According to Benhayon, time is an earthly convention that measures our choices as we return close to the same spot year in, year out in our elliptical trajectory around the sun. And because we are in truth not going anywhere but around and around the sun, our past choices (the past) travel with us and determine our future choices (the future), which are in turn a repeat of our present choices (the present) – unless, of course, we decide not to repeat from the past what we do not wish to be part of our future. And thus, the past travels with us until such time that we make different choices. And how does time do that?

“Time, it does not move, it measures our choices.”

- SB

And, in more detail and for your consideration:

“Time does not move us. We are moved or are constantly moving by the anti-clockwise movement of our planet Earth. It is the planet and not time that produces what we call ‘daytime ‘and ‘night-time’. What we call time, in this particular reference to movement, is nothing more than an indicator of where we geographically are in relation to the Sun.”

Time, Space and all of us, Book 1 – Time, ed 1, p 67


“… we choose to perceive that life is a forward movement. And worse, we do not want to know any different.”

Time, Space and all of us, Book 2 – Space, ed 1, p 641

Seeing that time does not move and that our evolution is not a lineal trajectory from a distant past via the present into an imagined future, and that we keep going around the sun year after year after year – could it then be that time is not the adversary and scarce resource we perceive it to be? Could it be that time is our faithful and unwavering ally and servant in our development and true evolution?

Benhayon has delivered a veritable and literal time bomb here, a treatise on energetic truth on all of 422 pages that blows time and our concept of it out of the water, that points a way forward for humanity and a way out from the exhaustion epidemic (which Benhayon predicted as far back as 1999, together with the ever-rising consumption of sugar and caffeine, all just to try to stay awake!) and the futile race that has us pitted against time, by whatever means and with whatever technology we can.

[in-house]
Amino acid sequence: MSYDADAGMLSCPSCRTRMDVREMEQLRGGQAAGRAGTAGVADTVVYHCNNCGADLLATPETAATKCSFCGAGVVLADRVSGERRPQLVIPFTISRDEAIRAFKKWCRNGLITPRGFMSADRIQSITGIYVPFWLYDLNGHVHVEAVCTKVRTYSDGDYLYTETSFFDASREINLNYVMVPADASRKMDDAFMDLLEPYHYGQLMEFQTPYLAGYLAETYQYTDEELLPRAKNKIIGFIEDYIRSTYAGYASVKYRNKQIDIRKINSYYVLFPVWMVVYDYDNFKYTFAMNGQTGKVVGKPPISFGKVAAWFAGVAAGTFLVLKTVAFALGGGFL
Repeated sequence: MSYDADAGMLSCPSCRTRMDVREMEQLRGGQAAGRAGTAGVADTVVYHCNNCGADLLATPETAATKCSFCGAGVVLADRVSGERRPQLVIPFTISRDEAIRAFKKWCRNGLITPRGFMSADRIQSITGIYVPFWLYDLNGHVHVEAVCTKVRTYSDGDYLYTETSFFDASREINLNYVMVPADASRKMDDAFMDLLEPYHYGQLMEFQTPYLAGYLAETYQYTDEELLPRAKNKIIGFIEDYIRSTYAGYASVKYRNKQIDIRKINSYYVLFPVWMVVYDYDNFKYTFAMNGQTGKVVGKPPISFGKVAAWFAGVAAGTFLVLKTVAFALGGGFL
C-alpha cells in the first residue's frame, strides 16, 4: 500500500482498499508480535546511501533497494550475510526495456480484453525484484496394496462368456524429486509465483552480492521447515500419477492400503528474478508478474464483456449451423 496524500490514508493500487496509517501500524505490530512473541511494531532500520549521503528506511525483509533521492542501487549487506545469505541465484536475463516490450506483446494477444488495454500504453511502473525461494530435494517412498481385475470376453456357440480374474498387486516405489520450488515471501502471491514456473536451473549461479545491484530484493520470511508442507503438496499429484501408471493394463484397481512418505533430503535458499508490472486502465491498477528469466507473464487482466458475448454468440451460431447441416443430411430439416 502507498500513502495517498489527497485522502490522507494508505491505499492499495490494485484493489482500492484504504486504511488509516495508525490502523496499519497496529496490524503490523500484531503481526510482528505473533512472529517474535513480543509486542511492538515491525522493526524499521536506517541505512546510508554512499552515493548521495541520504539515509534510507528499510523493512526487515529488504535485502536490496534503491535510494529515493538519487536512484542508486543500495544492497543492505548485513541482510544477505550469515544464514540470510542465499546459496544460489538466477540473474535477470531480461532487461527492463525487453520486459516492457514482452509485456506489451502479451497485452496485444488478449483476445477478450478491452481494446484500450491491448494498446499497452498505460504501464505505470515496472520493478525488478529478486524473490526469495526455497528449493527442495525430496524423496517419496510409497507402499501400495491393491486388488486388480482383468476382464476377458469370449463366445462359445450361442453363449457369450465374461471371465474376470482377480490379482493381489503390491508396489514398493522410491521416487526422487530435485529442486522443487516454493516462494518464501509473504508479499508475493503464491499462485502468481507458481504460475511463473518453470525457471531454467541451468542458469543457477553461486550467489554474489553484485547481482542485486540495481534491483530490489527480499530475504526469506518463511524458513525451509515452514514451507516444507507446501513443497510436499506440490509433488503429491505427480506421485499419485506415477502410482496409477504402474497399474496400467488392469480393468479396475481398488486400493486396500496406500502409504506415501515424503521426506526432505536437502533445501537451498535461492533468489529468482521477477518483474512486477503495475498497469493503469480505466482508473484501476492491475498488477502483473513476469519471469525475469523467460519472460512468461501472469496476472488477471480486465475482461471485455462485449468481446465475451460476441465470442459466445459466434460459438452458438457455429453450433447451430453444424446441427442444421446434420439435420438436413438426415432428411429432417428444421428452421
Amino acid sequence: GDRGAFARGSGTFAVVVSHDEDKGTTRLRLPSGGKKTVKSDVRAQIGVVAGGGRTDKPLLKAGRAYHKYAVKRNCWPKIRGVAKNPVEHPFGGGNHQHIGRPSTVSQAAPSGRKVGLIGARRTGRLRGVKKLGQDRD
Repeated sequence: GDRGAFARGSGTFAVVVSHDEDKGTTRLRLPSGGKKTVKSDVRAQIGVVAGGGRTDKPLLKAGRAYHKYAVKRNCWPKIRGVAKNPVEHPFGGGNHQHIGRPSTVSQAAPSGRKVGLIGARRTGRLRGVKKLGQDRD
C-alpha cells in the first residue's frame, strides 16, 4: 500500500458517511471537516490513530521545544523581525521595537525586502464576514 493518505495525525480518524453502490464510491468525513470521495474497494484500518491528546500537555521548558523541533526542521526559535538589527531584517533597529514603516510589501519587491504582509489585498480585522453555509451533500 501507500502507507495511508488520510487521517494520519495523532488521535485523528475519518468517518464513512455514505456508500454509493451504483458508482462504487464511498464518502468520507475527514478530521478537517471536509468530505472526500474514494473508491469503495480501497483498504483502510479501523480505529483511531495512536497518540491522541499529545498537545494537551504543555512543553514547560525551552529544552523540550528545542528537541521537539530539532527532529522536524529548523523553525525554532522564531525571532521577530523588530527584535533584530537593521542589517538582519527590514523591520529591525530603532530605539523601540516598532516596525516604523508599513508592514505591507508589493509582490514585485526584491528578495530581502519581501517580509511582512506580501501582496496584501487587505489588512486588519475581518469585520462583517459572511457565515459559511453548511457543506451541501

Consider the fact that time is ever-present and that everybody seems to be ruled by it: we are forever rushing, trying to squeeze everything into the time we have, being on time, running late, just making it, meeting deadlines, missing or catching buses and trains, etc. etc. Our debilitating perception of time and its assumed rule if not stranglehold over us, are pervasive and ubiquitous.

What if time wasn’t about this at all? What if we have been getting time wrong? Just like the authorities of old got the geocentric model of the earth wrong when they decreed that the sun moved around the earth and that we were the centre of the universe. And to remind you, that is but a mere few hundred years ago.

And what will happen ‘this time’ when someone is seemingly – but not really if we were to drop our pride – far ahead of our times?

And, on another note – is it possible that we have been getting time wrong, just as we got the flat earth theory wrong, by solely relying on our physical sight and digging our heels in?

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  • By Gabriele Conrad, Editor

    Working as an editor of Serge Benhayon’s as well as other books and material – when I am not at my ‘day job’ – is a huge and very rewarding part of the amazing way I now live thanks to The Way of The Livingness.